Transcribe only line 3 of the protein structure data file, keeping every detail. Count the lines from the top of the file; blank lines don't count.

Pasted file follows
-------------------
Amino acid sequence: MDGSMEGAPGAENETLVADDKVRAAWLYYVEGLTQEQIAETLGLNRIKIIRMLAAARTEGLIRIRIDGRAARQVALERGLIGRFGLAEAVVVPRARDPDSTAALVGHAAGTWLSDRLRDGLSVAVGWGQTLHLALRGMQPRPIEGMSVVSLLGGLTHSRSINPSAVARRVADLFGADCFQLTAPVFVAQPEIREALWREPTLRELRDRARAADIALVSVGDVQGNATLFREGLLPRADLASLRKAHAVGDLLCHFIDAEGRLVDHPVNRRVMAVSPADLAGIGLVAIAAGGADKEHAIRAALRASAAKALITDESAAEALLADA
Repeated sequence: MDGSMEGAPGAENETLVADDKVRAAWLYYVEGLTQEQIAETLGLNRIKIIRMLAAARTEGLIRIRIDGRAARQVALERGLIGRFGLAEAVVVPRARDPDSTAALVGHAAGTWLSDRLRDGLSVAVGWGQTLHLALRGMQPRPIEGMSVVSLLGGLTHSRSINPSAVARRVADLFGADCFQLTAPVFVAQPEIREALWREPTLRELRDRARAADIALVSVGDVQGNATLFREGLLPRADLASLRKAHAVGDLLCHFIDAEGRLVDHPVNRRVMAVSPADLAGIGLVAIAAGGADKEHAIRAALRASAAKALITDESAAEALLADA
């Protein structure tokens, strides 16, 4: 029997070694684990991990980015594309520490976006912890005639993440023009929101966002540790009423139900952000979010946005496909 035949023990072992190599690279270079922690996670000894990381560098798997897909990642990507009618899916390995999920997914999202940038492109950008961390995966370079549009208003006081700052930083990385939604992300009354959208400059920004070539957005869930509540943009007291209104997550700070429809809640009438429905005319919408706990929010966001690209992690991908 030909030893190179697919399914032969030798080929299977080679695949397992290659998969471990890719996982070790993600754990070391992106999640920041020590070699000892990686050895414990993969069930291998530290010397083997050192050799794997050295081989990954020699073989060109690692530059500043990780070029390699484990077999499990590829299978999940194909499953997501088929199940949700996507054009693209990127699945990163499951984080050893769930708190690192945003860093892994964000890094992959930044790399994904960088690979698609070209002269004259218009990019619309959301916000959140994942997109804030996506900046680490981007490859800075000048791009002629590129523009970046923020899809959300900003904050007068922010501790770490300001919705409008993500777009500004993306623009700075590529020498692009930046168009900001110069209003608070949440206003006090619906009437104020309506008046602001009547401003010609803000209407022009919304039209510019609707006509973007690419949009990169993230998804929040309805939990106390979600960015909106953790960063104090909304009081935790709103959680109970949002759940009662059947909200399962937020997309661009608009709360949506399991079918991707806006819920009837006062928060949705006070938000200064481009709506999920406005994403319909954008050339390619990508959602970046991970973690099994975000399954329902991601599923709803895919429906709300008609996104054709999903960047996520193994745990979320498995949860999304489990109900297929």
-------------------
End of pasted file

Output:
């Protein structure tokens, strides 16, 4: 029997070694684990991990980015594309520490976006912890005639993440023009929101966002540790009423139900952000979010946005496909 035949023990072992190599690279270079922690996670000894990381560098798997897909990642990507009618899916390995999920997914999202940038492109950008961390995966370079549009208003006081700052930083990385939604992300009354959208400059920004070539957005869930509540943009007291209104997550700070429809809640009438429905005319919408706990929010966001690209992690991908 030909030893190179697919399914032969030798080929299977080679695949397992290659998969471990890719996982070790993600754990070391992106999640920041020590070699000892990686050895414990993969069930291998530290010397083997050192050799794997050295081989990954020699073989060109690692530059500043990780070029390699484990077999499990590829299978999940194909499953997501088929199940949700996507054009693209990127699945990163499951984080050893769930708190690192945003860093892994964000890094992959930044790399994904960088690979698609070209002269004259218009990019619309959301916000959140994942997109804030996506900046680490981007490859800075000048791009002629590129523009970046923020899809959300900003904050007068922010501790770490300001919705409008993500777009500004993306623009700075590529020498692009930046168009900001110069209003608070949440206003006090619906009437104020309506008046602001009547401003010609803000209407022009919304039209510019609707006509973007690419949009990169993230998804929040309805939990106390979600960015909106953790960063104090909304009081935790709103959680109970949002759940009662059947909200399962937020997309661009608009709360949506399991079918991707806006819920009837006062928060949705006070938000200064481009709506999920406005994403319909954008050339390619990508959602970046991970973690099994975000399954329902991601599923709803895919429906709300008609996104054709999903960047996520193994745990979320498995949860999304489990109900297929």